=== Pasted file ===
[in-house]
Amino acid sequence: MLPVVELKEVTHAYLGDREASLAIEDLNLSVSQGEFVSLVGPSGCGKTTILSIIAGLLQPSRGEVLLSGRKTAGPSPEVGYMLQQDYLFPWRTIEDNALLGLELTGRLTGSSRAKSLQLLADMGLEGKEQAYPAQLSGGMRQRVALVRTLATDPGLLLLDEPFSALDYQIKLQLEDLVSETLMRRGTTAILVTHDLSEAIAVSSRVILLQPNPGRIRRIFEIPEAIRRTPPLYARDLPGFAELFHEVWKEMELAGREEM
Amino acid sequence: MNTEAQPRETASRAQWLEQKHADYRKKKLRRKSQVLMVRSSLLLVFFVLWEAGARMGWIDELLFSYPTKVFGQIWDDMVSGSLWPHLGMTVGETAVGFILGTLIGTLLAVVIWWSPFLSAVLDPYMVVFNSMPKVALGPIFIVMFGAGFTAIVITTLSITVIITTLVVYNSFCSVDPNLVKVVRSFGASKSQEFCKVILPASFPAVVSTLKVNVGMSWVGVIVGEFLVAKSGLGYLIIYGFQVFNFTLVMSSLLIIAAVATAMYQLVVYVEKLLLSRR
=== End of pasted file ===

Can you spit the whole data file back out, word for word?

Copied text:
[in-house]
Amino acid sequence: MLPVVELKEVTHAYLGDREASLAIEDLNLSVSQGEFVSLVGPSGCGKTTILSIIAGLLQPSRGEVLLSGRKTAGPSPEVGYMLQQDYLFPWRTIEDNALLGLELTGRLTGSSRAKSLQLLADMGLEGKEQAYPAQLSGGMRQRVALVRTLATDPGLLLLDEPFSALDYQIKLQLEDLVSETLMRRGTTAILVTHDLSEAIAVSSRVILLQPNPGRIRRIFEIPEAIRRTPPLYARDLPGFAELFHEVWKEMELAGREEM
Amino acid sequence: MNTEAQPRETASRAQWLEQKHADYRKKKLRRKSQVLMVRSSLLLVFFVLWEAGARMGWIDELLFSYPTKVFGQIWDDMVSGSLWPHLGMTVGETAVGFILGTLIGTLLAVVIWWSPFLSAVLDPYMVVFNSMPKVALGPIFIVMFGAGFTAIVITTLSITVIITTLVVYNSFCSVDPNLVKVVRSFGASKSQEFCKVILPASFPAVVSTLKVNVGMSWVGVIVGEFLVAKSGLGYLIIYGFQVFNFTLVMSSLLIIAAVATAMYQLVVYVEKLLLSRR